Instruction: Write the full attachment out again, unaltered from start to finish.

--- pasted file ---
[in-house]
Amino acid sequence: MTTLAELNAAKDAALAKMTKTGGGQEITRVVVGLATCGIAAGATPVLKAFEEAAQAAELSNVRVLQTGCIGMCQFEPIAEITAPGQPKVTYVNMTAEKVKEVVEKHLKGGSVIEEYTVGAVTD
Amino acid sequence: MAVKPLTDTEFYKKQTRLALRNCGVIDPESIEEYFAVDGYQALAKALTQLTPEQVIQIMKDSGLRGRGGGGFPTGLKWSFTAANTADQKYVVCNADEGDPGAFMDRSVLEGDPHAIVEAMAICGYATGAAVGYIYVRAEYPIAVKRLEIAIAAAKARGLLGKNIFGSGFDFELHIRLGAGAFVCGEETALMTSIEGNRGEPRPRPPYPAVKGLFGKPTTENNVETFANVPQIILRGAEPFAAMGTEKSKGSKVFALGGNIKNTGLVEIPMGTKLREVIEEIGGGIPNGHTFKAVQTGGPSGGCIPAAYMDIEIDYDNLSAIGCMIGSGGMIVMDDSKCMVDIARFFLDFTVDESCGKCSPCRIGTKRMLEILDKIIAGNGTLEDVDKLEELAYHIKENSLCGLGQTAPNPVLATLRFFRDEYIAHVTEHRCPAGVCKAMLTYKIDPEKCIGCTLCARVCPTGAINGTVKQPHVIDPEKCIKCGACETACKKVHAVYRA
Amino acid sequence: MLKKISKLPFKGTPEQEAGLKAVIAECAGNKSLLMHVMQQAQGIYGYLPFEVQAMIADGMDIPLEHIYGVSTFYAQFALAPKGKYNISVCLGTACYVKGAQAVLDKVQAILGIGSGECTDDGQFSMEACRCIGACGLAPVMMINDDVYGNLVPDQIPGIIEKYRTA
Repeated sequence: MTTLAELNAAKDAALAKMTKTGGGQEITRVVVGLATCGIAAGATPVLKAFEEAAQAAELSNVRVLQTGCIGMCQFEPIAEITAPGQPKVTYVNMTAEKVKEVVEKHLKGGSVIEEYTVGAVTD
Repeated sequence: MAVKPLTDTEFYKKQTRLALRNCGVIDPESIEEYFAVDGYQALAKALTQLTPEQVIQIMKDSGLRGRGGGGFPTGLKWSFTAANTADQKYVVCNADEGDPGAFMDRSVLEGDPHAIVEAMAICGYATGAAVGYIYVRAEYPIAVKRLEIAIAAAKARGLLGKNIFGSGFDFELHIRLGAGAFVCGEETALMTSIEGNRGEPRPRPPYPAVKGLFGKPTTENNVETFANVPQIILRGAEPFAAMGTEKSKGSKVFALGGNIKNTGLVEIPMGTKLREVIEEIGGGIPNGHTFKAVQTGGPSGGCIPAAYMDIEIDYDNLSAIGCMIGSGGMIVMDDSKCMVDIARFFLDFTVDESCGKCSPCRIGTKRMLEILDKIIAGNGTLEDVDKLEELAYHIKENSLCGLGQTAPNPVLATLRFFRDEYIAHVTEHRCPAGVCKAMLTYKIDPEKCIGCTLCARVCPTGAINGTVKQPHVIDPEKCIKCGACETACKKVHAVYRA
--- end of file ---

[in-house]
Amino acid sequence: MTTLAELNAAKDAALAKMTKTGGGQEITRVVVGLATCGIAAGATPVLKAFEEAAQAAELSNVRVLQTGCIGMCQFEPIAEITAPGQPKVTYVNMTAEKVKEVVEKHLKGGSVIEEYTVGAVTD
Amino acid sequence: MAVKPLTDTEFYKKQTRLALRNCGVIDPESIEEYFAVDGYQALAKALTQLTPEQVIQIMKDSGLRGRGGGGFPTGLKWSFTAANTADQKYVVCNADEGDPGAFMDRSVLEGDPHAIVEAMAICGYATGAAVGYIYVRAEYPIAVKRLEIAIAAAKARGLLGKNIFGSGFDFELHIRLGAGAFVCGEETALMTSIEGNRGEPRPRPPYPAVKGLFGKPTTENNVETFANVPQIILRGAEPFAAMGTEKSKGSKVFALGGNIKNTGLVEIPMGTKLREVIEEIGGGIPNGHTFKAVQTGGPSGGCIPAAYMDIEIDYDNLSAIGCMIGSGGMIVMDDSKCMVDIARFFLDFTVDESCGKCSPCRIGTKRMLEILDKIIAGNGTLEDVDKLEELAYHIKENSLCGLGQTAPNPVLATLRFFRDEYIAHVTEHRCPAGVCKAMLTYKIDPEKCIGCTLCARVCPTGAINGTVKQPHVIDPEKCIKCGACETACKKVHAVYRA
Amino acid sequence: MLKKISKLPFKGTPEQEAGLKAVIAECAGNKSLLMHVMQQAQGIYGYLPFEVQAMIADGMDIPLEHIYGVSTFYAQFALAPKGKYNISVCLGTACYVKGAQAVLDKVQAILGIGSGECTDDGQFSMEACRCIGACGLAPVMMINDDVYGNLVPDQIPGIIEKYRTA
Repeated sequence: MTTLAELNAAKDAALAKMTKTGGGQEITRVVVGLATCGIAAGATPVLKAFEEAAQAAELSNVRVLQTGCIGMCQFEPIAEITAPGQPKVTYVNMTAEKVKEVVEKHLKGGSVIEEYTVGAVTD
Repeated sequence: MAVKPLTDTEFYKKQTRLALRNCGVIDPESIEEYFAVDGYQALAKALTQLTPEQVIQIMKDSGLRGRGGGGFPTGLKWSFTAANTADQKYVVCNADEGDPGAFMDRSVLEGDPHAIVEAMAICGYATGAAVGYIYVRAEYPIAVKRLEIAIAAAKARGLLGKNIFGSGFDFELHIRLGAGAFVCGEETALMTSIEGNRGEPRPRPPYPAVKGLFGKPTTENNVETFANVPQIILRGAEPFAAMGTEKSKGSKVFALGGNIKNTGLVEIPMGTKLREVIEEIGGGIPNGHTFKAVQTGGPSGGCIPAAYMDIEIDYDNLSAIGCMIGSGGMIVMDDSKCMVDIARFFLDFTVDESCGKCSPCRIGTKRMLEILDKIIAGNGTLEDVDKLEELAYHIKENSLCGLGQTAPNPVLATLRFFRDEYIAHVTEHRCPAGVCKAMLTYKIDPEKCIGCTLCARVCPTGAINGTVKQPHVIDPEKCIKCGACETACKKVHAVYRA